Small data, big payoff for hiring
By Christopher Gerber, Associate Digital Editor
September 3, 2013
Filed under Chris Gerber
Talent: the ability and aptitude to complete athletic, academic and artistic tasks. The explosion of data available from every device, website, nook, and cranny of life has allowed organizations to plow through mountains of resumes digging for indicators of a candidate’s talent, saving time and money finding the right person for the job.
Maybe out of reach for the small business, but not impractical when applied to scale. A spreadsheet and a little bit of time can provide a small business with enough data it needs to help tune its recruitment process and hiring criteria.
Three simple analyses that one company, and every company, can do to hire and promote better: 1) Look at how new hires compared to current employees, 2) compare qualities of high potential employees with qualities of those actually promoted and 3) compare the strengths of members of a group with established qualities a group would need to succeed.
Three simple things the article’s authors Nik Kinley and Schlomo Ben-Hur suggested the company do to nail down the real success of its hiring and promotion strategies. They don’t require vast digital networks and they’re not encompassing; just a spreadsheet and a desire to understand. If you want the big picture, you have to stand back and look at the whole thing, catching the bigger details before you engross yourself in the small ones.
Fueling the fire overheats the engine
Even personal habits can become encompassing and detrimental to their original goal. I’m a bit of a life-logger; not just driven by a love of technology (which comes with with the “millennial” territory), but driven by genuinely curiousity to see if any of the little parts of my life could be gathered to help me understand and determine more closely how the things I eat, the exercise I get, and amount I sleep I have contributes to my overall well-being and happiness.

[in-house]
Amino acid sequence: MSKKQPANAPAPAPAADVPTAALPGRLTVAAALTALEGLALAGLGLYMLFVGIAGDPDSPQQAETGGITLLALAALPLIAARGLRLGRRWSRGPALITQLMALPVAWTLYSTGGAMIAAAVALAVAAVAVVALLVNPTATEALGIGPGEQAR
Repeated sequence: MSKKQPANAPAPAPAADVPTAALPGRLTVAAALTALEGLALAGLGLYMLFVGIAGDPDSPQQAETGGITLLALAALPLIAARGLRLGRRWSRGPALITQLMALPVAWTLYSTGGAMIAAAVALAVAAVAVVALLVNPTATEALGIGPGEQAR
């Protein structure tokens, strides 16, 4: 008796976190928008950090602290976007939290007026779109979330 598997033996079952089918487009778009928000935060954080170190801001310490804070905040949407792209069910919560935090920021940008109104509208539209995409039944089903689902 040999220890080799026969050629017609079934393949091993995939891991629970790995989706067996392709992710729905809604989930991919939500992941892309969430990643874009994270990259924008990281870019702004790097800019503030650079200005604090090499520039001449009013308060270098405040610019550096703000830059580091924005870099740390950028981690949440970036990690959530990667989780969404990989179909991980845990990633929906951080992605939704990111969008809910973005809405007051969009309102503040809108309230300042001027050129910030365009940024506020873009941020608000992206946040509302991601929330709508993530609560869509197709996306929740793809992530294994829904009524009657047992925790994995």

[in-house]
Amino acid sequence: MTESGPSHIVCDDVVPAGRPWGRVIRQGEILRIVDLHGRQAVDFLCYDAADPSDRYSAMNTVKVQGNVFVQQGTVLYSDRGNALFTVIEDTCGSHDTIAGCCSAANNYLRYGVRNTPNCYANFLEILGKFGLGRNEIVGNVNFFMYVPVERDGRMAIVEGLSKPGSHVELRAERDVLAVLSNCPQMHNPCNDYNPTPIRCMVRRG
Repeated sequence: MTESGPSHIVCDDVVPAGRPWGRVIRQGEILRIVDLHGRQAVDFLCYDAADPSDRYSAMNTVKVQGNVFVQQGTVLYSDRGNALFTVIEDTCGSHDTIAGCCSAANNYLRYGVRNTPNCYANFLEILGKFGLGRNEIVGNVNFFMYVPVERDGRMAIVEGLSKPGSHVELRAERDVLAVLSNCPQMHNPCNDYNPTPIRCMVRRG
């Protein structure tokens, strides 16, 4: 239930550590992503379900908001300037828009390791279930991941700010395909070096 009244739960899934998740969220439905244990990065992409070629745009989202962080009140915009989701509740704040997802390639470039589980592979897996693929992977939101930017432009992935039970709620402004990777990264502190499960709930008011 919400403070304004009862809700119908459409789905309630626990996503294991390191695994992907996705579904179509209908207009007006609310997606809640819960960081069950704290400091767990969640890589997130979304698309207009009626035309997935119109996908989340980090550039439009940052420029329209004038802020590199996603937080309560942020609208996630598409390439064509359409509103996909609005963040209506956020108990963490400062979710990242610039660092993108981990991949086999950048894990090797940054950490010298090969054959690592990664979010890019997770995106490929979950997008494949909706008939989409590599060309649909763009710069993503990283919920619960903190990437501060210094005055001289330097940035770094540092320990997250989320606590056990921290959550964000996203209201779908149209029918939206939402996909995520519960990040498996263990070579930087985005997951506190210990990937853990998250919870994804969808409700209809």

Eventually, like a lot of other loggers, I was finding that I was spending more time gathering information to analyze than was actually spent analyzing and utilizing it to make better decisions. Rather than utilizing the data I was gathering and picking it apart and to determine the factors contributing to rise and fall in mood and health, I was spending all my resources just to get it all in one place. The tool became something I did, no longer a tool.
Social media has provided the same illusion as big data: The feeling that being connected to more is the solution to missing out on data or relationships. But, many are finding that as people and processes are relegated to proxy, we lose touch with the original reason for using it and drive in the first place. The tool becomes complex and time-consuming, eventually becoming the thing we do instead of the tool that helps us.
Inevitably this lead to a collapse of the processes I set up as new relationships, new goals, new habits and projects worked their way in. I couldn’t keep up with the abundance of ways and items I was tracking, and I certainly didn’t the time or priority for them anymore. A rigid structure had been created to bring it all together, and that rigid structure couldn’t adapt to the inevitability of change.
Soon, nothing was being tracked. I couldn’t handle all of the requirements and directions necessary to continue. But now, instead of focusing on the small things, I could step back and look at how larger choices were affecting me. In the end, what I found was for more important to determining goals or direction.
And the same thing happens in business. As a company tries to determine bigger and better ways to process and gather information to make educated decisions, it can become rigid and locked into those processes, resulting in resistance to growth or innovation and disaster or failure when things change.
Worst of all, those big initiatives and that big data may not be necessary to achieve the required results. They can be powerful ways to determine more granularly how our company is hiring and promoting, but learning to walk with small data can be enough to fix bad internal processes. Just like the average person doesn’t need to train for a triathlon to stay in shape, not every company needs aggregated personality and aptitude scores over time for all employees to run a successful ship.
Look at your employees and your business and determine what’s important: How do new hires line up with the rest of the staff: Are you really promoting the most qualified employees or are there other variables in play: Determine what you need to be successful in the different parts of your business: And then look to see if you’re actually sticking to it.